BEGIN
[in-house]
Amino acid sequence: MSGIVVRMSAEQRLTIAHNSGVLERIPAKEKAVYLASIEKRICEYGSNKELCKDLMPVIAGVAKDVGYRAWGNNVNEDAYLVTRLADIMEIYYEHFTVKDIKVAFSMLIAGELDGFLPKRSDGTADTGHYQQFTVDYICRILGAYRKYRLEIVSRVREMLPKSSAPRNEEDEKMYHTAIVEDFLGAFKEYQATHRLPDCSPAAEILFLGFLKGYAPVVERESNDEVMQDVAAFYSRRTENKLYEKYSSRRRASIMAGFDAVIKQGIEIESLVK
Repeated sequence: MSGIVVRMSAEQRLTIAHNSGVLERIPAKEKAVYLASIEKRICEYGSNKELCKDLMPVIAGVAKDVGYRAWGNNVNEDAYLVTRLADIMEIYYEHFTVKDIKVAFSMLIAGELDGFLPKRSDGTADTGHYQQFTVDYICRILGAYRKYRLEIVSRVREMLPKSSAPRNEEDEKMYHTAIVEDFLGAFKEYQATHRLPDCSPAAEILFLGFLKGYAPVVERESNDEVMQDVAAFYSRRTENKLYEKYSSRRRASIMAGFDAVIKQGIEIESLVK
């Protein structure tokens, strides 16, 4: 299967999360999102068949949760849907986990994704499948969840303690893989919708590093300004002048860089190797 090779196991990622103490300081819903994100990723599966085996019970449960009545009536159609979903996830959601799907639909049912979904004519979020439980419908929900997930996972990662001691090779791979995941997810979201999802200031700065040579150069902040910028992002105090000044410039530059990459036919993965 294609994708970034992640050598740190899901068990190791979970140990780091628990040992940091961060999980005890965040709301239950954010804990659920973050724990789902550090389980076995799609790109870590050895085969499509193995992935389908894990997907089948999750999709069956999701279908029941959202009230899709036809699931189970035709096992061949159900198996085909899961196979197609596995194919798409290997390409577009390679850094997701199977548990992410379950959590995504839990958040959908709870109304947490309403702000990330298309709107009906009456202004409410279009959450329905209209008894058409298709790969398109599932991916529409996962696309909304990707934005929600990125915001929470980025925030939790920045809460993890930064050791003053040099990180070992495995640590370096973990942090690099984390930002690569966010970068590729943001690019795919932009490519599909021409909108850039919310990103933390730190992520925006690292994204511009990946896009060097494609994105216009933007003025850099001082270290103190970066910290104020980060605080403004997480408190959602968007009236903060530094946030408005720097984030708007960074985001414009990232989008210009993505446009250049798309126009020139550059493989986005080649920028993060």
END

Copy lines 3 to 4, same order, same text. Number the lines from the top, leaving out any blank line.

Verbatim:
Repeated sequence: MSGIVVRMSAEQRLTIAHNSGVLERIPAKEKAVYLASIEKRICEYGSNKELCKDLMPVIAGVAKDVGYRAWGNNVNEDAYLVTRLADIMEIYYEHFTVKDIKVAFSMLIAGELDGFLPKRSDGTADTGHYQQFTVDYICRILGAYRKYRLEIVSRVREMLPKSSAPRNEEDEKMYHTAIVEDFLGAFKEYQATHRLPDCSPAAEILFLGFLKGYAPVVERESNDEVMQDVAAFYSRRTENKLYEKYSSRRRASIMAGFDAVIKQGIEIESLVK
């Protein structure tokens, strides 16, 4: 299967999360999102068949949760849907986990994704499948969840303690893989919708590093300004002048860089190797 090779196991990622103490300081819903994100990723599966085996019970449960009545009536159609979903996830959601799907639909049912979904004519979020439980419908929900997930996972990662001691090779791979995941997810979201999802200031700065040579150069902040910028992002105090000044410039530059990459036919993965 294609994708970034992640050598740190899901068990190791979970140990780091628990040992940091961060999980005890965040709301239950954010804990659920973050724990789902550090389980076995799609790109870590050895085969499509193995992935389908894990997907089948999750999709069956999701279908029941959202009230899709036809699931189970035709096992061949159900198996085909899961196979197609596995194919798409290997390409577009390679850094997701199977548990992410379950959590995504839990958040959908709870109304947490309403702000990330298309709107009906009456202004409410279009959450329905209209008894058409298709790969398109599932991916529409996962696309909304990707934005929600990125915001929470980025925030939790920045809460993890930064050791003053040099990180070992495995640590370096973990942090690099984390930002690569966010970068590729943001690019795919932009490519599909021409909108850039919310990103933390730190992520925006690292994204511009990946896009060097494609994105216009933007003025850099001082270290103190970066910290104020980060605080403004997480408190959602968007009236903060530094946030408005720097984030708007960074985001414009990232989008210009993505446009250049798309126009020139550059493989986005080649920028993060």